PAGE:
NEWTON, Mass., Aug. 14 /PRNewswire/ -- In the mad dash to secure
student loans, many families make uninformed decisions that can have a
negative financial impact. With many federal and private student loan
products, each with different interest rates, fees, and terms -- and with
lenders offering aggressive incentives -- it's not surprising that families
choose financing that may have negative consequences down the road.
"It is easy to get confused with the complexity of the student loan
landscape: federal loans, private loans; parent loans, student loans;
subsidized loans, unsubsidized loans; borrower benefits -- the chances for
confusion abound," said Kevin Walker, CEO of SimpleTuition. "Parents and
students should forget the time crunch for a moment, take a deep breath,
and do their homework before making decisions that could cost them
thousands of dollars over time."
SimpleTuition, Inc. (http://www.simpletuition.com), a company dedicated
to helping students and parents make sense of education financing choices,
has a few tips to help parents and students avoid making poor decisions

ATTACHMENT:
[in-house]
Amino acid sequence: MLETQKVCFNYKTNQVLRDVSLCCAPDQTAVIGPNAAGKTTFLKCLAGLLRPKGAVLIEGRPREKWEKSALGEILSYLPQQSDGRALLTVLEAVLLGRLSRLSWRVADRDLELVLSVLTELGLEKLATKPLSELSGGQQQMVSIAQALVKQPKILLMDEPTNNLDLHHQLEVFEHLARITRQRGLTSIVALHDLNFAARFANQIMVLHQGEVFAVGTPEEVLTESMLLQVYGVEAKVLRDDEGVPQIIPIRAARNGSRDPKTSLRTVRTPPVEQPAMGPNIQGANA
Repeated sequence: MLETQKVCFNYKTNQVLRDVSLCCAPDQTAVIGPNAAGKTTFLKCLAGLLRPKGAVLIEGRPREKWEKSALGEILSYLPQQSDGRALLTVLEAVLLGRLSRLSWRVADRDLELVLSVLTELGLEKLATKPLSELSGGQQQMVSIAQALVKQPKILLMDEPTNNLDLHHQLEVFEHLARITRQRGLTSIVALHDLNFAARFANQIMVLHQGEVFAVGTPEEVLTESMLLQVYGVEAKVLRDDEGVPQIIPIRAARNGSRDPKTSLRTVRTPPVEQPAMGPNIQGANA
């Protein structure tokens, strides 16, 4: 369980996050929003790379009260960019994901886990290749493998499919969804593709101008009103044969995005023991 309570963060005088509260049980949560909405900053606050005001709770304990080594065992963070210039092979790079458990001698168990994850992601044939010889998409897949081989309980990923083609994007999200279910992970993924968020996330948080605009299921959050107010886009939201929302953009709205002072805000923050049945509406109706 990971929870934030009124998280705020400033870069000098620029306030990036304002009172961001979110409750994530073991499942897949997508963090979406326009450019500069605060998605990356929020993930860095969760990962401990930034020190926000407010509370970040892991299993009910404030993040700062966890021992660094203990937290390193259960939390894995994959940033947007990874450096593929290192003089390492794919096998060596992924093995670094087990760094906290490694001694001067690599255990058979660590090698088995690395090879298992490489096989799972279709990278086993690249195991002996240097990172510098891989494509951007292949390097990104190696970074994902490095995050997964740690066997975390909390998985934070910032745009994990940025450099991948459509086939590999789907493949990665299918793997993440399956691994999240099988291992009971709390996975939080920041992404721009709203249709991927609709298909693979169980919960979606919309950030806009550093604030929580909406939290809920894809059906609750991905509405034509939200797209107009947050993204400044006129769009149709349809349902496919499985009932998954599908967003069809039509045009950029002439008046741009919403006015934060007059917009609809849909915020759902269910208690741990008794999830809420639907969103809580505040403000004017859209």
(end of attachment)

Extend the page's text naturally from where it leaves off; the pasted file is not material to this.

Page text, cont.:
about how to pay for college.
-- Review the financial aid award letter. Take advantage of scholarships,
work study, government loans, grants, and school loans as outlined in
the financial aid award.
-- Identify the amount owed. Subtract the total cost of college by the
amount received through financial aid. Try to pay as much of this as
possible from current income and/or savings.
-- Max out on government loan programs before turning to private loans.
Federal loans such as "Stafford," "Ford," or "Perkins" are lower cost
loans and have more flexible repayment structures.
-- Weigh Borrower Benefits carefully. Evaluate each benefit for
eligibility requirements and keep in mind that Borrower Benefits on
private loans may be less favorable than those on federal loans.
-- Avoid turning to credit cards. Credit cards are not a good option for
financing an education, as most come with high interest rates, annual
fees and immediate repayment terms that can increase with late
-- Shop around. SimpleTuition's loan comparison engine lets students and
parents compare and shop among more than 100 student and parent loans
from almost 50 lenders.
For more information, visit http://www.SimpleTuition.com.
SOURCE SimpleTuition, Inc.